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Release Date: April 16th, 2013 | Publisher: Roaring Book Press
Genre: contemporary, realism, music | Pages: 256

Hey readers! Today’s MMGM is not only a BRAND NEW STORY (it’s not even out yet!) but I’m debuting a little bit of a new layout. Captain Nosy is just like me in that he LOVES middle grade reads. (He’s forever sniffing away at them, reading by osmosis) so I thought I’d start featuring him.
I’m super excited to share such a great book with you today. It’s got music…laughs…and a little bit of paparazzi! Definitely one that will be going on my classroom bookshelves!

I was graciously provided a copy from Macmillan Kids. I was not compensated in any way for my review (cross my heart) nor did I promise a good rating. All thoughts and opinions expressed in this review are 100% mine.

Summary

Ceclilia Wreel has lived in Wares Grove, New Jersey her whole life. It’s one of those places that everyone just drives through on their way to another place. It’s also one of those towns where nothing. exciting. happens. EVER.
That is, until Super Teen Star Elvis Ruby shows up.

See, Elvis was supposed to win Tween Star and take his New York City roots far into the land of stardom. But then, on the biggest night of the reality show–the finals–Elvis freezes up. And he doesn’t sing a note.

So, somehow he makes his way to Wares Grove to hide from the paparazzi and the rest of the billion people who watched him fail so he can try to hear his music again. But then he meets Cecilia, the most unmusical person he’s ever met, and she wants his help in making the trees sing.

5 reasons why this book is marvelous!

  1. Firstly, I immediately fell in love the with the characters of this story. Not only does Marino write strong, round characters, but they are so different and lovable! Though Elvis is supposed to be this famous tween super star (think Justin Bieber) he’s really easy to relate too. I enjoyed how he had a deeper side to him once he was in Wares Grove and that despite his normal, human mistakes, he’s willing to take a step back to find himself. For a boy main character, he is fabulous, and he struggles with inner feelings that boys deal with…but don’t talk about. He’s one of those boys (Elvis Ruby—just say his name out loud!) that I want to talk to my future MG students about and say, you need to know this boy. He is awesome!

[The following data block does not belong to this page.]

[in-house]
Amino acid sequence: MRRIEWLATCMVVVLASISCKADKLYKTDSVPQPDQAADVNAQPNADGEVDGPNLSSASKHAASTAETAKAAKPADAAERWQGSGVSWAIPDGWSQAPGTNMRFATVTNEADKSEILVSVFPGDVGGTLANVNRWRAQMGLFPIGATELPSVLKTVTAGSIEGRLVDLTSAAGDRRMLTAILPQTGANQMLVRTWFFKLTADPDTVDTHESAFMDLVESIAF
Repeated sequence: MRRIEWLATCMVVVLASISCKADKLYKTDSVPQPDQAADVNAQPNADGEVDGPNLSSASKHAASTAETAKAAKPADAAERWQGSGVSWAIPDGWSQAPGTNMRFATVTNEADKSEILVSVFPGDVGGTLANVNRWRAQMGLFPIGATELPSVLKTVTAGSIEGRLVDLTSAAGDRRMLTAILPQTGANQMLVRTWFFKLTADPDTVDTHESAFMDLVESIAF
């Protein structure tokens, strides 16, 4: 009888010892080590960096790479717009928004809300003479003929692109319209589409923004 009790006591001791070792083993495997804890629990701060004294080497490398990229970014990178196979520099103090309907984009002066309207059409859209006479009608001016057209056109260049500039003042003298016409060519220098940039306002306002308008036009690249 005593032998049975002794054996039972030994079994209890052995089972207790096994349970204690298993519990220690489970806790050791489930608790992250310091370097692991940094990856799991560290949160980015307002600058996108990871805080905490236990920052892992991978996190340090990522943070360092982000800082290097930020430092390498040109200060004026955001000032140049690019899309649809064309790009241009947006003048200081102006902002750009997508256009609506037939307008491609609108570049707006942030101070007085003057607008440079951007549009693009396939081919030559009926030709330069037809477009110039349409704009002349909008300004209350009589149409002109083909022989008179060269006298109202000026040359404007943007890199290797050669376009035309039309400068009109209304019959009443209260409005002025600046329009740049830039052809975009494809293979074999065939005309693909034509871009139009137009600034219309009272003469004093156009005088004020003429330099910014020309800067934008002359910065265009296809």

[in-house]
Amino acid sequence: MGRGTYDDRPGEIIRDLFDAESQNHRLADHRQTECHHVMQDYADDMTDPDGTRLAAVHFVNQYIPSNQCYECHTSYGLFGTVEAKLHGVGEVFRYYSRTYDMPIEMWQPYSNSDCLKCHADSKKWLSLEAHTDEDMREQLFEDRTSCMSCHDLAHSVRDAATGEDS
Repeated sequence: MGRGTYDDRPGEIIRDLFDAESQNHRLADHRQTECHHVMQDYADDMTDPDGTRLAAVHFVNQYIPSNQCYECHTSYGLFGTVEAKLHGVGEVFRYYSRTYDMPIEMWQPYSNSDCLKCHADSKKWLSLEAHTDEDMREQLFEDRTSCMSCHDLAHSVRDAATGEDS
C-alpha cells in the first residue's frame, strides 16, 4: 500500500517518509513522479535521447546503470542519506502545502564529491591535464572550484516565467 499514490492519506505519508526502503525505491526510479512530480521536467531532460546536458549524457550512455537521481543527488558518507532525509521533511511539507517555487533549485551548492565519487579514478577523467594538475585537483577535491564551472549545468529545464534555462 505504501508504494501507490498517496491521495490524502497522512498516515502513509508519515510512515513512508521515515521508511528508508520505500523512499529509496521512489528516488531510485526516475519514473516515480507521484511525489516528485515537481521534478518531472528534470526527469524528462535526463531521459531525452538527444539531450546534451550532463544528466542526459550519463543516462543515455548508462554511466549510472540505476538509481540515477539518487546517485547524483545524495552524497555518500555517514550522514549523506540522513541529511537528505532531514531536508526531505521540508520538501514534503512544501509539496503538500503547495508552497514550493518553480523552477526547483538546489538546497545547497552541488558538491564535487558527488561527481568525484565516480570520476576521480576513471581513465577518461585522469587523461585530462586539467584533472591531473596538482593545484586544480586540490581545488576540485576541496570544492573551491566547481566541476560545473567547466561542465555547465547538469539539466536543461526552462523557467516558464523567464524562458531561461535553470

2. Then there is Cecilia. Oh my goodness….that child was me as a young girl! I can say nothing about her except that I absolutely loved her. She truly was a girl who marched to the beat of her own drum…considering she has no rhythm, whatsoever…and even though she wanted to somewhat fit in with the other girls, she eventually learned that she was perfect the way she was. What I loved most about her was that no matter who tried to stop her from hearing the music, she kept listening.
  3. Marino tells this story in such an interesting way. Hiding Out at the Pancake Palace is told from the perspective of a third person omniscient narrator (someone who knows EVERYTHING) and so as readers, we get the story from both Elivs’s and Ceclia’s point of view. Marino alternates the chapters with another perspective that talks about the Pinelands and the Jersey Devil…another thing of legend. (You’ll have to read the book to find out the FIRST thing of legend!) I love how the story constantly changes views because Marino weaves the perspectives well. She never comes back on the story, and the constant shift from chapter to chapter moves the plot along nicely.
  4. As for the extra part about the Jersey Devil and legends of the Pinelands…it was a part of the story that I just loved. I wasn’t expecting it when I first started the story, and so as I kept reading along and being pulled into these myths, I felt the deepness and symbolism of the rest of the story being filled out. If you’re looking for some good storytelling, this has it!
  5. Finally, the novel is about music, and about listening, and hearing, and how the three are part of our lives even if we don’t know it. I’m a closet musician, and deep down I would love to know how to play more instruments or go to Julliard or even just be able to sit down at a random piano and play something beautiful. So when Cecilia talks about the trees singing and says something like–” ‘Because I know.’ She pointed to her heart. ‘Inside me. I know.’ ” –my own heart skips a beat, and suddenly, I can hear the music too.

CN-007

I wholeheartedly agree with Captain Nosy!

Book Talk: Are you looking forward to reading Hiding Out at the Pancake Palace? Are you musical in anyway? Ever wanted to be? What about a famous musician? (always wanted to be one!)

Hopeful reading!

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